January 1, 1970 |

Kabul is throbbing with life; over five million people rubbing shoulders,  half a million vehicles plying the roads, booming  construction with a few splendid glass-walled private plazas,  cellular phone revolution, media explosion with over a dozen private TV channels,  several dozen FM stations, and expansion of the banking sector. On the face of it Kabul in 2008 is way ahead of what it was by the turn of the century.

But several anomalies underlie this apparent hustle and bustle; crime, corruption, insecurity and uncertainty that is being perpetuated by continued Taliban insurgency. Massive power, potholed roads at even critical places in Shahre Nau and Wazir Akbar Khan, meanwhile the most fortified district of the capital because of foreign missions and NATO-ISAF offices there.

Shirpur, an upscale locality adjacent to the largely diplomatic Wazir Akbar Khan district symbolises this all. Ministry of defence lands awarded to the powerful elite – both in and outside the government. Cynics refer to it as Chorpur (thieves’ haven). Palatial houses here remind one of Islamabad’s F-7 and E-7 sector. Shirpur therefore, said a friend, is constant source of frustration for most residents, who are faced with a corrupt police, inefficient and lethargic bureaucracy, that remains largely obstructive than helpful.

It is not surprising, however; like a typical post war society that has been through Jihad between 1979-1992,  civil war between 1992 – 1996, a very controversial Taliban era (1996- 2001) and is reeling the Taliban-led insurgency in several provinces,  Afghanistan suffers from problems that stem from lack of government structures, financial resources, insufficient human  capital.

Tribalism, small egos, and socio-economic frustrations of the majority of population further precipitate the factors mentioned above. Salaries are extremely low. A policeman gets about 100 dollars a month, while the dominant majority of government employees much less than this. These salaries are miniscule if compared with the cost of living in new Kabul. Sky-high prices for essential commodities that come from Pakistan – except for fruit and vegetables. A bread that is lighter by a few grams now sells for Afghanis 10 ( One US $ = 50 Afghanis).

People’s frustrations fly high also because members of parliament receive almost 2000 dollars a month – compared to 700 that Pakistani MPs get.
Dr Dafdar Rangeen Spanta, the academic-turned foreign minister, admitted the problems his country faces.

“Unfortunately, decades of war have had their impact on us,” Spanta told the Pulse in Kabul. People have lost respect for law , for relationships and for human values. “Money and power seems to be driving everything,” said Spanta, who had done his doctorate in Germany and had been teaching there before returning to Kabul to take up the charge of the foreign ministry.

Moving through Kabul’s social, diplomatic and NGO circles one comes across countless stories of nepotism and corruption.

“Given the countless number of stories of mis-governance, crime, massive corruption it is increasingly becoming difficult to convince head offices back home that Afghanistan needs continued engagement to come out of the misery inflicted on it by a quarter century of war and conflict,” said German aid worker.

“We call it the Cop and Court corruption which is undermining progress and obstructing governance,” a western ambassador told the Pulse. That is why crime, corruption, and governance still top the international community’s agenda. We had to arrange even for electronic transfer of police salaries because local chiefs have earlier been taking their cut from the dollars we would give them for disbursement.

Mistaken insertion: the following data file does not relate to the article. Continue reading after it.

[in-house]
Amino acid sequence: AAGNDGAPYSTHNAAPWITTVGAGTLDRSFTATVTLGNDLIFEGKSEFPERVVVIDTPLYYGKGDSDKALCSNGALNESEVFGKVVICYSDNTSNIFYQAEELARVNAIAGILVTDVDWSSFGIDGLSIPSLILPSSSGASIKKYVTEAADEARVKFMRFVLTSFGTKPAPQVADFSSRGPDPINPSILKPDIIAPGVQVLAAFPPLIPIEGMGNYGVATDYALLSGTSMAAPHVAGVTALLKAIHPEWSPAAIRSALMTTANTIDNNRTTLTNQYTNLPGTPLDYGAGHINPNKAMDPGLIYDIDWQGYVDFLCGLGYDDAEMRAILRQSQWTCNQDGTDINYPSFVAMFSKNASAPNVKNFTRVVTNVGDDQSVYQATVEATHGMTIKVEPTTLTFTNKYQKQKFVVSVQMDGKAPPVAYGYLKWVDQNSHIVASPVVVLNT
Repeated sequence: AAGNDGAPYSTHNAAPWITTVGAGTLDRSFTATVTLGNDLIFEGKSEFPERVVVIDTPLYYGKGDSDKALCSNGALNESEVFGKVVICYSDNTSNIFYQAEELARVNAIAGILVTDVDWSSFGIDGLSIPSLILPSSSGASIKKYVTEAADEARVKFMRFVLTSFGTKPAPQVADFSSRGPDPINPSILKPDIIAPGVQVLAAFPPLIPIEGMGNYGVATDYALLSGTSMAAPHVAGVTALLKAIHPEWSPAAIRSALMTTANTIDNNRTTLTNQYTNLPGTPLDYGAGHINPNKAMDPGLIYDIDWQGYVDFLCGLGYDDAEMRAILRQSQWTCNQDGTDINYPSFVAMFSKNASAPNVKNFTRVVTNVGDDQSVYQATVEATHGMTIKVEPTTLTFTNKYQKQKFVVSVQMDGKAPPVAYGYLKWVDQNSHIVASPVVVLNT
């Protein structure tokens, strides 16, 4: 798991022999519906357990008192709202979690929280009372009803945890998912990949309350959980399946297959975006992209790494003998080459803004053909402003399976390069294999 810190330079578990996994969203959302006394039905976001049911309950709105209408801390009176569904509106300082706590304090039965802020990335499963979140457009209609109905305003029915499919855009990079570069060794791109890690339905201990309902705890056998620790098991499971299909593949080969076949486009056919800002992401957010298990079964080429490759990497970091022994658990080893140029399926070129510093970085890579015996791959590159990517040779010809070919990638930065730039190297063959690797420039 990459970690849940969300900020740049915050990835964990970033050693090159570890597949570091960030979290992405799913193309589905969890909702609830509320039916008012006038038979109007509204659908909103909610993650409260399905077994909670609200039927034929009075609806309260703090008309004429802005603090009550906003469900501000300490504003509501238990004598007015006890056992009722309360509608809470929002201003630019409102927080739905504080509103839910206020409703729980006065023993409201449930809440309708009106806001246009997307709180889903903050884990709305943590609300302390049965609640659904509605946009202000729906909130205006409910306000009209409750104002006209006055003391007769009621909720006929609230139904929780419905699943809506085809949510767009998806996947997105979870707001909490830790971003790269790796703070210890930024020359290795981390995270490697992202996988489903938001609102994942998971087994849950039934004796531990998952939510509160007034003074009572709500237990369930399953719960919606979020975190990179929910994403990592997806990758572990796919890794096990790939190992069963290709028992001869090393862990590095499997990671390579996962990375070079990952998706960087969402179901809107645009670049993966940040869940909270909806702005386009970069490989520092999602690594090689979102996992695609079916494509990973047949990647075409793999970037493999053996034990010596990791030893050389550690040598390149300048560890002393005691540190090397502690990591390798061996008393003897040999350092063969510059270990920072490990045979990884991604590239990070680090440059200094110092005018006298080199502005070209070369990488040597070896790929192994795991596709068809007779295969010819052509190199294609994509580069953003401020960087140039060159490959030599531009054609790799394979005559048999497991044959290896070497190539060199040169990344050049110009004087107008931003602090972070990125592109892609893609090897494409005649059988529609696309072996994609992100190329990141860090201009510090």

The envoy said that most of the cabinet and bureaucracy appear involved in drugs – directly or indirectly.

“Many of them find it convenient to set aside part of their income and fund insurgent groups as well as criminal gangs. This is a good way to keep the pot boiling and continue with your business,” observed another aid worker, who is familiar with Afghanistan for over three decades. Once only two banks – the Bank Milli Afghanistan and the Pashtani Tejarti Bank – used to cater to all banking needs of the country. Today 14 other banks have joined in – all of them private and international including Standard Chartered, Al-Falah, HBL. The rest nine are Afghan private banks including  the scandal-riven Azizi Bank

One Afghan finance consultant rued the fact that military and security related funds as well as an overwhelming presence of foreign consultants and  NGOs have injected have greed as well as craving for foreign currency.

“Almost 90 percent of assets of local and foreign banks are in dollars,” said a senior banker. It is a dollar-denominated economy just because the government as well as the foreign military and aid organizations are awarding contracts essentially in dollars.
A foreign banker said the high-risks involved in business had encouraged his bank and others to step forward and invest in Kabul. And it is paying dividend, he said.
The cellular business is also booming. Five private mobile companies are doing roaring business, particularly the Aga Khan-owned Roshan and Afghan Wireless Company which were the pioneers in the cell phone industry, are all over. Within last two years, they have improved their services as well.

As a whole, the Afghan capital has made big strides – reconstruction, new construction, expansion of the cellular and internet services, scores of capacity-building projects being funded by the international community do give some hope for the future of this beautiful city. It, however, remains uncertain as to when will the capital come out of the shadows of the insurgency and violence that continues to engage 60, 000 Afghan and over 70 US-led troops across the country.

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